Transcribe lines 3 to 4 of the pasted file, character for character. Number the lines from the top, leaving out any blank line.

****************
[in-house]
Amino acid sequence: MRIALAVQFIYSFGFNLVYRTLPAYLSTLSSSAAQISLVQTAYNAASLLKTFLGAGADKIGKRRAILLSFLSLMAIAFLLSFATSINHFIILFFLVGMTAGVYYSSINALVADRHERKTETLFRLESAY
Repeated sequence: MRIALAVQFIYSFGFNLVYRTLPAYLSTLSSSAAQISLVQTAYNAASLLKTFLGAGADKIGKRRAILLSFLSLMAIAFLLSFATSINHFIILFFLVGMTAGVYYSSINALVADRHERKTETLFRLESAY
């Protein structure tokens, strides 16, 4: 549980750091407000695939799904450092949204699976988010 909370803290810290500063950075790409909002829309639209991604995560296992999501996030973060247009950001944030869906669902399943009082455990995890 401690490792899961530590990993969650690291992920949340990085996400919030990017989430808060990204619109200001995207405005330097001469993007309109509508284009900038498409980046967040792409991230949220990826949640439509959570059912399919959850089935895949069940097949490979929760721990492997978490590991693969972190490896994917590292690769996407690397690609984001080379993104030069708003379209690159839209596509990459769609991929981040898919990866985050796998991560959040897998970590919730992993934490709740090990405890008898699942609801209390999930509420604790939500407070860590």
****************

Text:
Repeated sequence: MRIALAVQFIYSFGFNLVYRTLPAYLSTLSSSAAQISLVQTAYNAASLLKTFLGAGADKIGKRRAILLSFLSLMAIAFLLSFATSINHFIILFFLVGMTAGVYYSSINALVADRHERKTETLFRLESAY
């Protein structure tokens, strides 16, 4: 549980750091407000695939799904450092949204699976988010 909370803290810290500063950075790409909002829309639209991604995560296992999501996030973060247009950001944030869906669902399943009082455990995890 401690490792899961530590990993969650690291992920949340990085996400919030990017989430808060990204619109200001995207405005330097001469993007309109509508284009900038498409980046967040792409991230949220990826949640439509959570059912399919959850089935895949069940097949490979929760721990492997978490590991693969972190490896994917590292690769996407690397690609984001080379993104030069708003379209690159839209596509990459769609991929981040898919990866985050796998991560959040897998970590919730992993934490709740090990405890008898699942609801209390999930509420604790939500407070860590």